The impact of psychological factors on recovery from injury: a multicentre cohort study

Kellezi, B. ORCID: 0000-0003-4825-3624, Coupland, C., Morriss, R., Beckett, K., Joseph, S., Barnes, J., Christie, N., Sleney, J. and Kendrick, D., 2016. The impact of psychological factors on recovery from injury: a multicentre cohort study. Social Psychiatry and Psychiatric Epidemiology. ISSN 0933-7954

[img]
Preview
Text
PubSub6422_Kellezi.pdf - Post-print

Download (437kB) | Preview

Abstract

Purpose:
Unintentional injuries have a significant long-term health impact in working age adults. Depression, anxiety and post-traumatic stress disorder are common post-injury, but their impact on self-reported recovery has not been investigated in general injury populations. This study investigated the role of psychological predictors one month post-injury in subsequent self-reported recovery from injury in working aged adults.
Methods:
Multicentre cohort study of 668 unintentionally injured adults admitted to 5 UK hospitals followed-up at 1, 2, 4
and 12 months post-injury. Logistic regression explored relationships between psychological morbidity one month post-injury and self-reported recovery 12 months post-injury, adjusting for health, demographic, injury, and socio-legal factors. Multiple imputation was used to impute missing values.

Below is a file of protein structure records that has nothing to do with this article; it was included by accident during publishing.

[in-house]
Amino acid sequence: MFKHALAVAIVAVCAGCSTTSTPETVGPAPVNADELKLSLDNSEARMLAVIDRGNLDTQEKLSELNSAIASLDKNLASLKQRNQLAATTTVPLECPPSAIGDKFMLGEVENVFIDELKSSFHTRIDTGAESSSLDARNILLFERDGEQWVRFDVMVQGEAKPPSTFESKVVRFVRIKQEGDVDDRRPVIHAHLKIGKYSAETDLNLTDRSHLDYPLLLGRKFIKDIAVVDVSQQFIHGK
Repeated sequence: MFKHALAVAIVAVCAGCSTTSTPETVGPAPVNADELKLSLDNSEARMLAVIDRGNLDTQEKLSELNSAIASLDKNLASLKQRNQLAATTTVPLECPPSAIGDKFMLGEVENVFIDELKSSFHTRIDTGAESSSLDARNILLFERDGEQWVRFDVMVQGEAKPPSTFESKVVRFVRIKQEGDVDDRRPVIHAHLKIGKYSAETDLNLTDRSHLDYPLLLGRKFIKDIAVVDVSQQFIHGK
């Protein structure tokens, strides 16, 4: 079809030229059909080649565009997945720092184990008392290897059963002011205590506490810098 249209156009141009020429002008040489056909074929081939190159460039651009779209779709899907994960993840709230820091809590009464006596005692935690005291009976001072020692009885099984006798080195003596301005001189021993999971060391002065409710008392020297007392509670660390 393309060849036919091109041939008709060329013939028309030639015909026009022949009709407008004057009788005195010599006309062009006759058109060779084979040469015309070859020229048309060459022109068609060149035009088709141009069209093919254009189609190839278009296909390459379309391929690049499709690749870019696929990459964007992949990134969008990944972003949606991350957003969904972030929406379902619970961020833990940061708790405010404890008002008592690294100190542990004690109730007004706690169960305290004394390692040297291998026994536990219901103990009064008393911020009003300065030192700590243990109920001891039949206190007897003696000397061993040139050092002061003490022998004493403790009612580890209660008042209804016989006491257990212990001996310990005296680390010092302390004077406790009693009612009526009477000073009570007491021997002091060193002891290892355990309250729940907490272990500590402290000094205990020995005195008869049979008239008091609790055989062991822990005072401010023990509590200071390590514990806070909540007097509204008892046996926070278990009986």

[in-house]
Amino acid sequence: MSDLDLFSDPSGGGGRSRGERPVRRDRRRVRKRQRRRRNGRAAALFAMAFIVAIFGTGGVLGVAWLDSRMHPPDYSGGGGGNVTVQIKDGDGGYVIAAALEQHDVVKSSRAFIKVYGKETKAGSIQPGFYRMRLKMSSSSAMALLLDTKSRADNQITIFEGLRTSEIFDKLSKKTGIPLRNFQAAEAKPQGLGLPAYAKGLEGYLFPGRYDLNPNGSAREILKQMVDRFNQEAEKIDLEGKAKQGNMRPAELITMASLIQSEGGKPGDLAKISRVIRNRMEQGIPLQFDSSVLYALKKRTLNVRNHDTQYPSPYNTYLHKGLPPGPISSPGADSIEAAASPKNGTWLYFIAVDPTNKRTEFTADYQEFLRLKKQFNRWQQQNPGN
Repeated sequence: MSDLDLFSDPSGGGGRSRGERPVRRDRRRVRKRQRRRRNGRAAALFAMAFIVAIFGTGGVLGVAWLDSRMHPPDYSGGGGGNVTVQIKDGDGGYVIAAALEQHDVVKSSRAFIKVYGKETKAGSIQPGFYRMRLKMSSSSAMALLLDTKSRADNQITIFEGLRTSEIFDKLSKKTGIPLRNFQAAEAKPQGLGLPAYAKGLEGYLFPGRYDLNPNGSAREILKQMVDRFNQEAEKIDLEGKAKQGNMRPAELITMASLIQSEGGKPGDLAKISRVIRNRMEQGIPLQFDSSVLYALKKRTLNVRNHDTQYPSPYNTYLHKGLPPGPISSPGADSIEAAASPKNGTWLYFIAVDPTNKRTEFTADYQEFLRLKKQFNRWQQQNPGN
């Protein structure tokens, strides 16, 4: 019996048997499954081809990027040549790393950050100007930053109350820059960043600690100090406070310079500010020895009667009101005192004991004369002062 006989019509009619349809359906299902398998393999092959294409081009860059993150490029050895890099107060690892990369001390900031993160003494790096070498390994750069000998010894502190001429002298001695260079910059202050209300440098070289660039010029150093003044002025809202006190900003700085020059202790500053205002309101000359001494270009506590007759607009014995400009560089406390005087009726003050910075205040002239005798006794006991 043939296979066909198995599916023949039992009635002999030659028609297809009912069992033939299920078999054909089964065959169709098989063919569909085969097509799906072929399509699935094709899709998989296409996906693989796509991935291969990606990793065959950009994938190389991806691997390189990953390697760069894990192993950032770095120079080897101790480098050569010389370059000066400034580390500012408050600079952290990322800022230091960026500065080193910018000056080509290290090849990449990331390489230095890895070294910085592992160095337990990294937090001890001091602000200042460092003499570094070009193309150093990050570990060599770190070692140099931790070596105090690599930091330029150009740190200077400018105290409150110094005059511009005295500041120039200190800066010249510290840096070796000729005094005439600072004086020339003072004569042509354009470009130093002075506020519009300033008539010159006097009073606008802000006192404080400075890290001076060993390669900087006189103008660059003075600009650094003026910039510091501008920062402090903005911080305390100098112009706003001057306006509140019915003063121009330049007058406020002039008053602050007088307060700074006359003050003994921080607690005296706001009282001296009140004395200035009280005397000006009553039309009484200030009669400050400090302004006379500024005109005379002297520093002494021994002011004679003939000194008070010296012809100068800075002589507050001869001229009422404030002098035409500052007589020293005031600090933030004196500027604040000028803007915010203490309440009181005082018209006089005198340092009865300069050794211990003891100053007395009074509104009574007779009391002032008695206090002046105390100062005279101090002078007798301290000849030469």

Results:
A total of 668 adults participated at baseline, 77% followed up at one month and 63% at 12 months, of whom
383 (57%) included in the main analysis. Multiple imputation analysis included all 668 participants. Increasing levels of depression scores and increasing levels of pain at one month and an increasing number of nights in hospital were associated with significantly reduced odds of recovery at 12 months, adjusting for age, sex, centre, employment and deprivation. Findings were similar in the multiple imputation analysis, except pain was of borderline statistical significance.
Conclusions
Depression one month post-injury is an important predictor of recovery, but other factors, especially pain and nights spent in hospital also predict recovery. Identifying and managing depression and providing adequate pain control are essential in clinical care post-injury.

Item Type: Journal article
Publication Title: Social Psychiatry and Psychiatric Epidemiology
Creators: Kellezi, B., Coupland, C., Morriss, R., Beckett, K., Joseph, S., Barnes, J., Christie, N., Sleney, J. and Kendrick, D.
Publisher: Springer
Date: 1 November 2016
ISSN: 0933-7954
Identifiers:
NumberType
10.1007/s00127-016-1299-zDOI
Divisions: Schools > School of Social Sciences
Depositing User: Jill Tomkinson
Date Added: 02 Dec 2016 16:03
Last Modified: 01 Nov 2017 03:00
URI: http://irep.ntu.ac.uk/id/eprint/29240

Actions (login required)

Edit View Edit View

Views

Views per month over past year

Downloads

Downloads per month over past year